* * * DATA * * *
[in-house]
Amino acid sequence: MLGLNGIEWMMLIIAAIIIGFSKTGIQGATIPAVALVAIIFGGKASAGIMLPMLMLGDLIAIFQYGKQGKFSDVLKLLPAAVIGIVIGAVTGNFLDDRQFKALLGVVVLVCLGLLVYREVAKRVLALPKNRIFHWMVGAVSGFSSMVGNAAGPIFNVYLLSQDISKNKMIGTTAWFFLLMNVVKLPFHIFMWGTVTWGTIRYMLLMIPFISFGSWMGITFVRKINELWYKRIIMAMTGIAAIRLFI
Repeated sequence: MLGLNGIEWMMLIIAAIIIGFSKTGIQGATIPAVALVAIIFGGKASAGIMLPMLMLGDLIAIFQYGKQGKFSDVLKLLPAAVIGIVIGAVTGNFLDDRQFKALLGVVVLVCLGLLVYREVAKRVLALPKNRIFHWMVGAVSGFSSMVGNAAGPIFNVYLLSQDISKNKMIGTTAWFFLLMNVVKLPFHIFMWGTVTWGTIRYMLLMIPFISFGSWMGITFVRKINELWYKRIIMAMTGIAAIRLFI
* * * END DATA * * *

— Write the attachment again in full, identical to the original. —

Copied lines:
[in-house]
Amino acid sequence: MLGLNGIEWMMLIIAAIIIGFSKTGIQGATIPAVALVAIIFGGKASAGIMLPMLMLGDLIAIFQYGKQGKFSDVLKLLPAAVIGIVIGAVTGNFLDDRQFKALLGVVVLVCLGLLVYREVAKRVLALPKNRIFHWMVGAVSGFSSMVGNAAGPIFNVYLLSQDISKNKMIGTTAWFFLLMNVVKLPFHIFMWGTVTWGTIRYMLLMIPFISFGSWMGITFVRKINELWYKRIIMAMTGIAAIRLFI
Repeated sequence: MLGLNGIEWMMLIIAAIIIGFSKTGIQGATIPAVALVAIIFGGKASAGIMLPMLMLGDLIAIFQYGKQGKFSDVLKLLPAAVIGIVIGAVTGNFLDDRQFKALLGVVVLVCLGLLVYREVAKRVLALPKNRIFHWMVGAVSGFSSMVGNAAGPIFNVYLLSQDISKNKMIGTTAWFFLLMNVVKLPFHIFMWGTVTWGTIRYMLLMIPFISFGSWMGITFVRKINELWYKRIIMAMTGIAAIRLFI